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January 20, 1997

Research Update: Astronomy

By Robert Irion

Black holes, quasars, and the latest spectacular images from the Hubble Space Telescope were among the star attractions last week in Toronto at the semiannual meeting of the American Astronomical Society. UCSC astronomers are taking advantage of their access to the world's largest optical telescopes at the W. M. Keck Observatory in Hawaii, as the following two talks illustrated.

Keck Telescope spies the likely building blocks of modern galaxies

Acting as the world's most powerful telescopic tandem, the Hubble Space Telescope and the Keck Telescope are starting to unravel the evolutionary histories of galaxies dating back to when the universe was just 10 percent of its current age.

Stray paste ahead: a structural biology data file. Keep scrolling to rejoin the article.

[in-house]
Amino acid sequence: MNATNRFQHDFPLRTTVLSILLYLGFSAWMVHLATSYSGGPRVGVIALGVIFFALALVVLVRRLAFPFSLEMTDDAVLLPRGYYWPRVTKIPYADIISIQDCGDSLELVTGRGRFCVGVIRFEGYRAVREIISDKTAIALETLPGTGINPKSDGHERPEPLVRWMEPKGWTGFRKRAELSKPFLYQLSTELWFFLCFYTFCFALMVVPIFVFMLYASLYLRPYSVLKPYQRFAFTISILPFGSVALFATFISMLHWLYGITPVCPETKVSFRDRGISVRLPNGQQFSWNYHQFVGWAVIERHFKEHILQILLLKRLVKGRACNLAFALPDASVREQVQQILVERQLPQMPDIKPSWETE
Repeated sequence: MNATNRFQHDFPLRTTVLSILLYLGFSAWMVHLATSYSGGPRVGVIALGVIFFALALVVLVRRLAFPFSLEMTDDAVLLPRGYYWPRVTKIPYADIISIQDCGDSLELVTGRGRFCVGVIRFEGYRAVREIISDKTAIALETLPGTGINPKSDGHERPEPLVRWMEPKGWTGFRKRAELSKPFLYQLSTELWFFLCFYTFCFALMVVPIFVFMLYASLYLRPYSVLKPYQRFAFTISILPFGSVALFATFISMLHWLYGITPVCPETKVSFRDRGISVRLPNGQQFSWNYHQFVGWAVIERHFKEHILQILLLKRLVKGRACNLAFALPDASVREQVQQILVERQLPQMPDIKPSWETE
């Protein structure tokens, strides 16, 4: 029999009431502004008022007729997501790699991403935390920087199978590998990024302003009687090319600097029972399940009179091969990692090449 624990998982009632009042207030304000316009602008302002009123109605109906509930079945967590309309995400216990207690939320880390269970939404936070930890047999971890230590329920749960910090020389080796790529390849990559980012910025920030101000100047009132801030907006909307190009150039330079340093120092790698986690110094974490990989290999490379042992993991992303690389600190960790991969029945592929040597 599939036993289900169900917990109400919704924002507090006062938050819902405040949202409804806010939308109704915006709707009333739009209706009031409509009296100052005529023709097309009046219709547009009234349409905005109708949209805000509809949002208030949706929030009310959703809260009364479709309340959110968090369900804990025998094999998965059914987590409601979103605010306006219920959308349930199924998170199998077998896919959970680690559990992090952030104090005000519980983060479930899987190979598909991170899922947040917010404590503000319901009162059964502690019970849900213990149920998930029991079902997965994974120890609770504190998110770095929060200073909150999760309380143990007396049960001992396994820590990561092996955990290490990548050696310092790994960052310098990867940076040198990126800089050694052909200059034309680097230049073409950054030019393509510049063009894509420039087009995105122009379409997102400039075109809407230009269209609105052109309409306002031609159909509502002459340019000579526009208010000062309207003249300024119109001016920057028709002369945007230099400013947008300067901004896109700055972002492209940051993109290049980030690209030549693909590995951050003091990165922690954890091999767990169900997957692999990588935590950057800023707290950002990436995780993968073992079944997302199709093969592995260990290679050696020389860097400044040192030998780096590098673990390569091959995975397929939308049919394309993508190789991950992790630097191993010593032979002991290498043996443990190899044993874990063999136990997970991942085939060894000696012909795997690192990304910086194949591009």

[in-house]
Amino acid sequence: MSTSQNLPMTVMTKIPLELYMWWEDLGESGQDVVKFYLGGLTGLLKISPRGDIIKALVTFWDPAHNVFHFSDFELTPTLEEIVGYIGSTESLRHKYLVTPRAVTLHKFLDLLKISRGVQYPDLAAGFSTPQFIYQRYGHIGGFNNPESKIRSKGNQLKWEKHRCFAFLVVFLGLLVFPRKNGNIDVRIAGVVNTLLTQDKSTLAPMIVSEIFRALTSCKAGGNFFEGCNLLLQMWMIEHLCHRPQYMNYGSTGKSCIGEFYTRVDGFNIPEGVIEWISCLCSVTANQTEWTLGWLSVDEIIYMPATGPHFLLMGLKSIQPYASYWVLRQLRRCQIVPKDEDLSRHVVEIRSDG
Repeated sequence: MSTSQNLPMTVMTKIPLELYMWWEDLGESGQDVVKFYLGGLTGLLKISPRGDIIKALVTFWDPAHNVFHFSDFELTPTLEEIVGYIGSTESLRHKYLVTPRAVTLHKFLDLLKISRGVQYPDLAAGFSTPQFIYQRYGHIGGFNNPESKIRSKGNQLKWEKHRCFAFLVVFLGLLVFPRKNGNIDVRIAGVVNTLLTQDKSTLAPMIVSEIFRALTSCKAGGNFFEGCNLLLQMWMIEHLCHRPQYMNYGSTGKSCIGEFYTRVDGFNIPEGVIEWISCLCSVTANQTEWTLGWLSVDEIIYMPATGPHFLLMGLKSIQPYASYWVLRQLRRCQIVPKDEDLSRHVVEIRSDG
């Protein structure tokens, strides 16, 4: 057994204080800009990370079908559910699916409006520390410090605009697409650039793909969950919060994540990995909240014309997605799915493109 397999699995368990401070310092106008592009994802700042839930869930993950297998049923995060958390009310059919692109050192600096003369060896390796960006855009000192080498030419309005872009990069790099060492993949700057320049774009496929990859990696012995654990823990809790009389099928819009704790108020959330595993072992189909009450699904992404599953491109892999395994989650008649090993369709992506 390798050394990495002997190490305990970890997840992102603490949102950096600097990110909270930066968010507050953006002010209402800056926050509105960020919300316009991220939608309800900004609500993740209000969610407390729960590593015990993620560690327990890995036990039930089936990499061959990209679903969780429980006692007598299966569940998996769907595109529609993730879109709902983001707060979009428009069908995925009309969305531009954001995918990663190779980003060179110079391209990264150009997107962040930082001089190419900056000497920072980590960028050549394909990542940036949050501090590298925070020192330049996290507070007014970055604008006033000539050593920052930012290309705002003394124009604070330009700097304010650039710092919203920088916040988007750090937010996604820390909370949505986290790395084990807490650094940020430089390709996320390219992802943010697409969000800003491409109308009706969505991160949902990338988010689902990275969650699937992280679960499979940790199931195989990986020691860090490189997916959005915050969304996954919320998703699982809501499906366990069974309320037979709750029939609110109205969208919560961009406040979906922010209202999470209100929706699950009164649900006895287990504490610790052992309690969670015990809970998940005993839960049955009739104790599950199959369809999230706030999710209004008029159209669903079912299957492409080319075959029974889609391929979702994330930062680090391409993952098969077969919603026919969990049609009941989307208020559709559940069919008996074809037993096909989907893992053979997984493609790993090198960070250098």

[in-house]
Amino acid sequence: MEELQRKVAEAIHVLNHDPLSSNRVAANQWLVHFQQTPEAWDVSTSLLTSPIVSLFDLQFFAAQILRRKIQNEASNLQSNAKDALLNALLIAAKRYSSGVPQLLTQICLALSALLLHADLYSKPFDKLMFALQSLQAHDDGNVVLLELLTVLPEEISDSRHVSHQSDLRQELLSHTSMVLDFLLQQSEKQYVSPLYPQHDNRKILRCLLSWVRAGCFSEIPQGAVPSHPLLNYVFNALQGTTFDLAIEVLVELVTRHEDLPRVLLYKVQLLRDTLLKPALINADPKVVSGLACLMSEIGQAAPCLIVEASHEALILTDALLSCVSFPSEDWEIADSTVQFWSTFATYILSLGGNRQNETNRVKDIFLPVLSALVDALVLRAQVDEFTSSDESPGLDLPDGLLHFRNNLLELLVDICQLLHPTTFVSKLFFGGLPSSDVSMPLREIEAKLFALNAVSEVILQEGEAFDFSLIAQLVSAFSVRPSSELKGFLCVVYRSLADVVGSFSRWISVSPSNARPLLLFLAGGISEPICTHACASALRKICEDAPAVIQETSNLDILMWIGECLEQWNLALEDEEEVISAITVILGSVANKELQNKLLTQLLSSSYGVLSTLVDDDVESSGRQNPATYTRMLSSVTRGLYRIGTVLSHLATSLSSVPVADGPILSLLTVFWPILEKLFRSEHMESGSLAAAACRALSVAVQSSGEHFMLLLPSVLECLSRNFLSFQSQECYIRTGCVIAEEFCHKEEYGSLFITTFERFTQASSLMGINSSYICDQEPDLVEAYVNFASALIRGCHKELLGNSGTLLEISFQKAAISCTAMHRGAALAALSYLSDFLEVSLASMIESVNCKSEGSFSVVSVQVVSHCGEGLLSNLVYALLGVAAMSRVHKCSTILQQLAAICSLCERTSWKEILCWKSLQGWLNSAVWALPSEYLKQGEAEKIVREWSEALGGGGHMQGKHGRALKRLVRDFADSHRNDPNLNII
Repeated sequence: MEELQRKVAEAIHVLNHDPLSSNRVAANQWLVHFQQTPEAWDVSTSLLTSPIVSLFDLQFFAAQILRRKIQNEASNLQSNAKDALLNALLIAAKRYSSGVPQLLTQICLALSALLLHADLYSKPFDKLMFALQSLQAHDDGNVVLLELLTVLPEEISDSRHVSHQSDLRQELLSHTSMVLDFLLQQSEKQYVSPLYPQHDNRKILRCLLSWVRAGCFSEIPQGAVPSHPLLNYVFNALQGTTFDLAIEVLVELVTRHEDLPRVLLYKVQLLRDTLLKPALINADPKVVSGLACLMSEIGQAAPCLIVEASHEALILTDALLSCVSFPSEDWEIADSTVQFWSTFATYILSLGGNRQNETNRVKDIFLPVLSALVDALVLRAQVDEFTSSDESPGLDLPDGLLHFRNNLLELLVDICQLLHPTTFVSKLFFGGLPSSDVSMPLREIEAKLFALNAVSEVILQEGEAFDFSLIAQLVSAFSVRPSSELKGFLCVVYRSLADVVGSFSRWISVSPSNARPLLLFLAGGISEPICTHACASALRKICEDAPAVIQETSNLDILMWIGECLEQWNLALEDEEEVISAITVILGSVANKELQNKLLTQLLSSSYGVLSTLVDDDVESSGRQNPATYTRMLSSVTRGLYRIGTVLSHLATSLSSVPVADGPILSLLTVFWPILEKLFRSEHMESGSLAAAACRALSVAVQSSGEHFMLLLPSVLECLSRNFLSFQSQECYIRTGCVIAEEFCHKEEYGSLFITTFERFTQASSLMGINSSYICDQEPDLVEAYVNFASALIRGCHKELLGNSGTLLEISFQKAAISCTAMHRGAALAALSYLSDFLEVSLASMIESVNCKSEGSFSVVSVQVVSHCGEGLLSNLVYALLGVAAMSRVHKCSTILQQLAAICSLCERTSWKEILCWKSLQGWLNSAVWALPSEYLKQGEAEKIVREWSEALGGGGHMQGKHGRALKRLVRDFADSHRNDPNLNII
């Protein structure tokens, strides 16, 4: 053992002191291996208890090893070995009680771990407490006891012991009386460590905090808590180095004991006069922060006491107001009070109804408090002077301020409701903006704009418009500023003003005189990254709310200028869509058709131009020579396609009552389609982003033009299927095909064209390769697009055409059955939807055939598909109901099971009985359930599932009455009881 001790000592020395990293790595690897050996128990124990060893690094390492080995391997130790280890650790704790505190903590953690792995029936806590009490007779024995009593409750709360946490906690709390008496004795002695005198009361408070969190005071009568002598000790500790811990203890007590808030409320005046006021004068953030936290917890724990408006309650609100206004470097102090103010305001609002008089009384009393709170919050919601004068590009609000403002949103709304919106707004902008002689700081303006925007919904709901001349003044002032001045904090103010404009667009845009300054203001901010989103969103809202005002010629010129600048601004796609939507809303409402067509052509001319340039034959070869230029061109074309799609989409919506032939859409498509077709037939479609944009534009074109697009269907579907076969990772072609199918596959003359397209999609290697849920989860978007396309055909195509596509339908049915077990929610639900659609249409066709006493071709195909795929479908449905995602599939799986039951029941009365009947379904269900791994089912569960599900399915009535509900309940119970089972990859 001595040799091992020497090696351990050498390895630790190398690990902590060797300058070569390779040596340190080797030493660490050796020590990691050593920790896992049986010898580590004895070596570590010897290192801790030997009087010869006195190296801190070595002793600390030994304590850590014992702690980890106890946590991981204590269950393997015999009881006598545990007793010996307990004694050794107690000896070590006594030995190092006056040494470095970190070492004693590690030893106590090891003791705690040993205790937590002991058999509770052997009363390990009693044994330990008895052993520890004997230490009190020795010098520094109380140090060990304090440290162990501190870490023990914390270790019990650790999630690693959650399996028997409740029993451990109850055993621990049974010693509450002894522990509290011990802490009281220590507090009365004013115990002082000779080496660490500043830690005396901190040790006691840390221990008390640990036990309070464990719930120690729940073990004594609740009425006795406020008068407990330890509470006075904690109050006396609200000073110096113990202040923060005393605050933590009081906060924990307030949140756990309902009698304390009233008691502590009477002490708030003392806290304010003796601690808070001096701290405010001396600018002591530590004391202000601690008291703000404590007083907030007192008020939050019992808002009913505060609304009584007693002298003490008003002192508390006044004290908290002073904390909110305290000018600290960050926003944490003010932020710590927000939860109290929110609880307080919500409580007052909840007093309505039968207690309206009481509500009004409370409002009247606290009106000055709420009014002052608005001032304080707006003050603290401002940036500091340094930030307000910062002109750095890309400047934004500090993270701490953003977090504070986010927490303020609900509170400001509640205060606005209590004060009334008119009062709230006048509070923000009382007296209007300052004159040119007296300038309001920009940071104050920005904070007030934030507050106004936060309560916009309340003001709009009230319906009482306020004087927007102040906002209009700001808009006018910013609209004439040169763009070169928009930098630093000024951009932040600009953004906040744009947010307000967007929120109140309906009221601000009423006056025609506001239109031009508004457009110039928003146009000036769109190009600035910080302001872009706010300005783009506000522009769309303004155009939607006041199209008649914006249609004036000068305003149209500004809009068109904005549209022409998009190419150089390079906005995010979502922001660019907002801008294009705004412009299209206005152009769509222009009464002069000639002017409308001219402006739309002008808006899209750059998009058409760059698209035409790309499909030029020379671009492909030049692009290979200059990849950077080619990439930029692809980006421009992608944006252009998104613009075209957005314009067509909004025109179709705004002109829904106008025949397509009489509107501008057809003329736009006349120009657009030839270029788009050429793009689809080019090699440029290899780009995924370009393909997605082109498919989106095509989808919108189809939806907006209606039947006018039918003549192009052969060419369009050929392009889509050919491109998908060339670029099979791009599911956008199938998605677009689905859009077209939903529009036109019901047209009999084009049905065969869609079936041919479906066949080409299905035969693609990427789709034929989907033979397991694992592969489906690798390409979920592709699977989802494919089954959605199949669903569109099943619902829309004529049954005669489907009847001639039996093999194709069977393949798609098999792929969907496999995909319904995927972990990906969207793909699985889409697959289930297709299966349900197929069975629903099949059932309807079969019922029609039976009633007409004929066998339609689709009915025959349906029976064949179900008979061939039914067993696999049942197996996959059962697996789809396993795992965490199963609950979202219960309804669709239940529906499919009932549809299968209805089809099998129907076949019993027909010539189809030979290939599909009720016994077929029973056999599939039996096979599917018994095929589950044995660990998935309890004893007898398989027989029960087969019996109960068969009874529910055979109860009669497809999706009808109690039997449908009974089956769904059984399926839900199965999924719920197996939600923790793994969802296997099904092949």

Keck Telescopes find galaxies of normal stars surrounding quasars

Many quasars, the most luminous objects in the universe, are swaddled by galaxies containing ordinary stars that lie at the same distances from earth as the quasars themselves, according to a new study that used the Keck I and Keck II Telescopes.

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